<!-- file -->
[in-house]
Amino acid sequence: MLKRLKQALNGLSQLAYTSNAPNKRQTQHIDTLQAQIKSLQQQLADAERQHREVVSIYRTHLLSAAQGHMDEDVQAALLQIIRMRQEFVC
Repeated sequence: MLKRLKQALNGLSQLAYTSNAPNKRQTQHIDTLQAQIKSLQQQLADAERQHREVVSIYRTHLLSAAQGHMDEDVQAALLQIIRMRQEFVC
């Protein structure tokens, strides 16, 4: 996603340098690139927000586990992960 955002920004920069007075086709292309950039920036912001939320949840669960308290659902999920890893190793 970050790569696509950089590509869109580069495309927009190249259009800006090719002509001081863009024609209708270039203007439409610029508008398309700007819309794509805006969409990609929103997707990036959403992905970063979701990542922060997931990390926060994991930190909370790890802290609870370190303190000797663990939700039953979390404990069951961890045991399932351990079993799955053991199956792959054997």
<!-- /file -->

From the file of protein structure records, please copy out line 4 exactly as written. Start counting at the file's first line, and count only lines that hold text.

């Protein structure tokens, strides 16, 4: 996603340098690139927000586990992960 955002920004920069007075086709292309950039920036912001939320949840669960308290659902999920890893190793 970050790569696509950089590509869109580069495309927009190249259009800006090719002509001081863009024609209708270039203007439409610029508008398309700007819309794509805006969409990609929103997707990036959403992905970063979701990542922060997931990390926060994991930190909370790890802290609870370190303190000797663990939700039953979390404990069951961890045991399932351990079993799955053991199956792959054997």